Jim Goetz On Unicorns: “The More Money You Raise, The Less Value You Create.”

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In an interview to Harvard Business Review (HBR) on Unicorns Jim Goetz emphasizes that in their practice most startups are cursed in raising a lot of money, they lose discipline of money raised.

“Get big fast” has been a startup mantra since the 90s. Many VCs try to grow their companies quickly in order to raise as much money as possible; having cash backup gives startups greater flexibility and more power to compete and conquer the bigger share of the market.

Suppose you got a job at Lyft. You got a generous salary, free lunch, lots of fun, incredible office space and even a startup equity. This company worth is more than $1 billion. Sounds like a dream. Though it is not. Company worth is on the paper. It’s a bet on a wonderful future but not a reality.

Are Unicorns A Danger?

By the end of 2015 some investors and economists expressed their concerns about high technology industry, especially about its “stars”, startup unicorns. One big problem for the unicorns is that there are too many of them. The recent listing in Fortune presents 174 unicorns. With regard to the term coined by Aileen Lee in 2013, a unicorn is something rare, magical and mythical like a startup of $1 billion evaluation. Though now they’re seemingly everywhere backed by mostly private investors and different funds.

“The number of unicorns is a sign that there is a bubble in the private market – in the dotcom era there were 10 or something, now there are too many to count,” lan Patrick, co-founder of technology consultancy Broadsight, said. “That for me is a sign that these values are untested and out of step with reality. And none of them are making money, they are all buying revenue with huge war chests.”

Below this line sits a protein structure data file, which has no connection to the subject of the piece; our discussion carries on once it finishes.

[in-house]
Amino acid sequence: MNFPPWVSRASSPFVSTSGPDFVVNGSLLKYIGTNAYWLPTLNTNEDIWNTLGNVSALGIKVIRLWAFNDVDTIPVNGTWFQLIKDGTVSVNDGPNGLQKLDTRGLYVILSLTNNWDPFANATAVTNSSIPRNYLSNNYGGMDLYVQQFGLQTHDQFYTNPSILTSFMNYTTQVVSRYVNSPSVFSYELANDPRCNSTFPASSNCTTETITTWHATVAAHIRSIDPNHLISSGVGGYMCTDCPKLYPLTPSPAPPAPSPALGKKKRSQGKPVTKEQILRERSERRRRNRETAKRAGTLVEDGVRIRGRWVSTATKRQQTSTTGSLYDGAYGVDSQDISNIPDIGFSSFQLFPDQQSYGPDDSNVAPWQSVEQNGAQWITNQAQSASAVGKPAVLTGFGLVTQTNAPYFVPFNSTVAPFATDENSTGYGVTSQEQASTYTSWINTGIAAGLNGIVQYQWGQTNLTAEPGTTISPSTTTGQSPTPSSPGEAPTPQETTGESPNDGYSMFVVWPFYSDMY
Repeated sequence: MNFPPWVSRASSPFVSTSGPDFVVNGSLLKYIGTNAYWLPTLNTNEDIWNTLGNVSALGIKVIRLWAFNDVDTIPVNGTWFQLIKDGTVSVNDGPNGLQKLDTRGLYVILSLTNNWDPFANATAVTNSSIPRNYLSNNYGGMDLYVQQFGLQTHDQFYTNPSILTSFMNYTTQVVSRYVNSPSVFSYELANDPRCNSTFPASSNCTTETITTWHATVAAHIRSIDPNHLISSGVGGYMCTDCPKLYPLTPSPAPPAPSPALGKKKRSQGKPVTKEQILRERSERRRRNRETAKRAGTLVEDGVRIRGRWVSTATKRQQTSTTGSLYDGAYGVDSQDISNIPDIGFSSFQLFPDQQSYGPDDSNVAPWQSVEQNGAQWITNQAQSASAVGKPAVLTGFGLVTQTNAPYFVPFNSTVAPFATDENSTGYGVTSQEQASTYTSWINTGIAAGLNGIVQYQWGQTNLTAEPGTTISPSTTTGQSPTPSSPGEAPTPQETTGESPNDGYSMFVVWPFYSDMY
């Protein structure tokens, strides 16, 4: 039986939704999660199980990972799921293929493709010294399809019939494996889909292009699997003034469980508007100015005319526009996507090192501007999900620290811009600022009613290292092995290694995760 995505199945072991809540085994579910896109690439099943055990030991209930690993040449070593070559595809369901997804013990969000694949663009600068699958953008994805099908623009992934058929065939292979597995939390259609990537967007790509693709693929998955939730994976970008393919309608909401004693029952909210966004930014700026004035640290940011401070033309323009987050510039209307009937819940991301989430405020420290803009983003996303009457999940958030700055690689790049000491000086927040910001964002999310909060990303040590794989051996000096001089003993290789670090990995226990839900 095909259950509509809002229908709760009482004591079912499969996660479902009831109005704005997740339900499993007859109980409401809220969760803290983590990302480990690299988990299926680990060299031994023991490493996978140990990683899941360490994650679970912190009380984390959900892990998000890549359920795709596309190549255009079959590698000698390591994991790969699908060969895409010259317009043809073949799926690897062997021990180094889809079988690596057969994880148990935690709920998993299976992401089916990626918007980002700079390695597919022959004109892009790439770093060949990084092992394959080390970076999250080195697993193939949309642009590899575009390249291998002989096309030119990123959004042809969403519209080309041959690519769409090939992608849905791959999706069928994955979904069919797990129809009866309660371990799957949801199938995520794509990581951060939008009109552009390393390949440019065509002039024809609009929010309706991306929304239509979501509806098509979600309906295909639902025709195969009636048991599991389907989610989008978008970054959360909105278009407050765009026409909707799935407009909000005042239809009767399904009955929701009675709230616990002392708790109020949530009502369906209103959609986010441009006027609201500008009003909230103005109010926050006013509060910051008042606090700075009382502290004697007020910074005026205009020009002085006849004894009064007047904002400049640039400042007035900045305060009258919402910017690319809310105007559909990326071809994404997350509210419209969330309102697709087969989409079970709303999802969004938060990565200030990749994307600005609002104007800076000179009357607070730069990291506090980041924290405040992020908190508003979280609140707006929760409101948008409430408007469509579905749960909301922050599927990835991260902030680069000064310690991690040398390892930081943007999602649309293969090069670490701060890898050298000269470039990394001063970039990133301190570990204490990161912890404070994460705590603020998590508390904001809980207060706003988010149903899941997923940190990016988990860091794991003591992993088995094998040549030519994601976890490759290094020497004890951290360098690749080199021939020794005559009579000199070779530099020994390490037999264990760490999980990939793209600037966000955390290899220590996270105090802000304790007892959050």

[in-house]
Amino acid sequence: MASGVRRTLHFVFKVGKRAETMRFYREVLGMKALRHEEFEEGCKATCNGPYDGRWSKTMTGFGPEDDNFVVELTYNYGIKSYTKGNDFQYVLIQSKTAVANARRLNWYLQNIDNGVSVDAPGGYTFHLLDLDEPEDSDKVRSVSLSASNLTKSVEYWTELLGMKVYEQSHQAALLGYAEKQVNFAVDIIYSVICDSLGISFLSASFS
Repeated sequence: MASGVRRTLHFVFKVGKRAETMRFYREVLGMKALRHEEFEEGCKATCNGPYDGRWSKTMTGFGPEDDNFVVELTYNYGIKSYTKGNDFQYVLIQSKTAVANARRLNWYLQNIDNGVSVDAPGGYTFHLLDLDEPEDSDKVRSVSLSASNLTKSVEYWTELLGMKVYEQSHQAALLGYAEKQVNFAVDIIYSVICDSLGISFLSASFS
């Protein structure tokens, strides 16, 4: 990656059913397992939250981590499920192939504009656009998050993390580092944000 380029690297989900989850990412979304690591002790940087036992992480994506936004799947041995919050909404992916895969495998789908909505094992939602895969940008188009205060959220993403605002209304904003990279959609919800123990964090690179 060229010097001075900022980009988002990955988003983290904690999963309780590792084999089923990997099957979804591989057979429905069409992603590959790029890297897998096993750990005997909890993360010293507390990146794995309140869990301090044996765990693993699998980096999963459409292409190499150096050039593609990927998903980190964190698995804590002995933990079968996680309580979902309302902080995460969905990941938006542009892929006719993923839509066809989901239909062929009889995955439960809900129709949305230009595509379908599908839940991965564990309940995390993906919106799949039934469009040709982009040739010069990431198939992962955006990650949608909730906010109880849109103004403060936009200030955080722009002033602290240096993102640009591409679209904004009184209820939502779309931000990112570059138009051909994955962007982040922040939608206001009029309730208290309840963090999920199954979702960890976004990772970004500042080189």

The “too much” problem is even more exacerbated with the case that the high valuations firms achieve in private are not mostly maintained when they go public. Please, here are the examples of Square, Etsy, Twitter and many others.

Time To Think Long-Term

At the same time investors don’t feel worried. As the entrepreneur Amish Shah wrote on Business Insider, investors today aren’t looking for the type of quick return. Instead, they know that private investment is a long-term process, where earning a profit would likely take years. Moreover, they did their best to secure their money. Many investors ask startups, especially in the last stage of financing rounds, for some special privileges or favourable conditions, e.g. “liquidation preferences”, with regard to which they will get at least money back and sometimes a guaranteed return on top.

In the interview to HBR, Jim Goetz states that they are not worried about a startup bubble. Nevertheless, most of private company valuations of unicorns have been inflated, though “in many cases investors are protected from much of the downside by terms that make the deal look more like a debt then equity”.

But what about us, startup employees? It’s really cool if you got a job in a unicorn where at least you have a salary and cool working conditions. Though most people don’t realize that their stock or equity options are next to nothing with regard to investors special privileges and liquidation preferences. Yeah, equity attracts and hooks up talented people but its worth is misleading. And what about simple startups?

There you work for a bright idea, experience, little compensation and a bet that sooner or later the company will become as successful as Facebook. In 99% it never becomes. Yeah, whether a startup bubble bursts or not, the final risk takers are we, simple startup employees.



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